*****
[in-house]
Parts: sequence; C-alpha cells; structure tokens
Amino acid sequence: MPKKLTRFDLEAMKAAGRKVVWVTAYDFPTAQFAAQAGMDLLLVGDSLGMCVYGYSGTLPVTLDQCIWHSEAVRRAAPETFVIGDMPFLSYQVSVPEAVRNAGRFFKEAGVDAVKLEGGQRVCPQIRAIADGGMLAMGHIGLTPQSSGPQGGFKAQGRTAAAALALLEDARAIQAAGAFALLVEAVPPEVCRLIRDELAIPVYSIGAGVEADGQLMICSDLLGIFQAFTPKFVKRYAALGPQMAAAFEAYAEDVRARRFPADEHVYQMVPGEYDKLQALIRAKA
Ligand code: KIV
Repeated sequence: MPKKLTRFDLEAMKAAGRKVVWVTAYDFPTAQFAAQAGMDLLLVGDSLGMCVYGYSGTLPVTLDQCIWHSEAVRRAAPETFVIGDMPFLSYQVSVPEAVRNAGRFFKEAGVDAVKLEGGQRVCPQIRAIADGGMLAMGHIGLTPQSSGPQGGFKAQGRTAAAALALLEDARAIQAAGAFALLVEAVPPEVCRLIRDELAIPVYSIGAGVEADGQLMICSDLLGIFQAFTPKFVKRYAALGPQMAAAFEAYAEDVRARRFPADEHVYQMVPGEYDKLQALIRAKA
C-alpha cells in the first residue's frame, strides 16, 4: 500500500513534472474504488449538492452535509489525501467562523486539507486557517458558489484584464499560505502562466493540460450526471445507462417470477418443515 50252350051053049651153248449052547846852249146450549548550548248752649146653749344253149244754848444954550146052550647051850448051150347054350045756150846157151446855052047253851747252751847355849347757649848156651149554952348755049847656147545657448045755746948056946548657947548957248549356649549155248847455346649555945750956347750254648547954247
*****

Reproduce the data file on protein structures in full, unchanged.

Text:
[in-house]
Parts: sequence; C-alpha cells; structure tokens
Amino acid sequence: MPKKLTRFDLEAMKAAGRKVVWVTAYDFPTAQFAAQAGMDLLLVGDSLGMCVYGYSGTLPVTLDQCIWHSEAVRRAAPETFVIGDMPFLSYQVSVPEAVRNAGRFFKEAGVDAVKLEGGQRVCPQIRAIADGGMLAMGHIGLTPQSSGPQGGFKAQGRTAAAALALLEDARAIQAAGAFALLVEAVPPEVCRLIRDELAIPVYSIGAGVEADGQLMICSDLLGIFQAFTPKFVKRYAALGPQMAAAFEAYAEDVRARRFPADEHVYQMVPGEYDKLQALIRAKA
Ligand code: KIV
Repeated sequence: MPKKLTRFDLEAMKAAGRKVVWVTAYDFPTAQFAAQAGMDLLLVGDSLGMCVYGYSGTLPVTLDQCIWHSEAVRRAAPETFVIGDMPFLSYQVSVPEAVRNAGRFFKEAGVDAVKLEGGQRVCPQIRAIADGGMLAMGHIGLTPQSSGPQGGFKAQGRTAAAALALLEDARAIQAAGAFALLVEAVPPEVCRLIRDELAIPVYSIGAGVEADGQLMICSDLLGIFQAFTPKFVKRYAALGPQMAAAFEAYAEDVRARRFPADEHVYQMVPGEYDKLQALIRAKA
C-alpha cells in the first residue's frame, strides 16, 4: 500500500513534472474504488449538492452535509489525501467562523486539507486557517458558489484584464499560505502562466493540460450526471445507462417470477418443515 50252350051053049651153248449052547846852249146450549548550548248752649146653749344253149244754848444954550146052550647051850448051150347054350045756150846157151446855052047253851747252751847355849347757649848156651149554952348755049847656147545657448045755746948056946548657947548957248549356649549155248847455346649555945750956347750254648547954247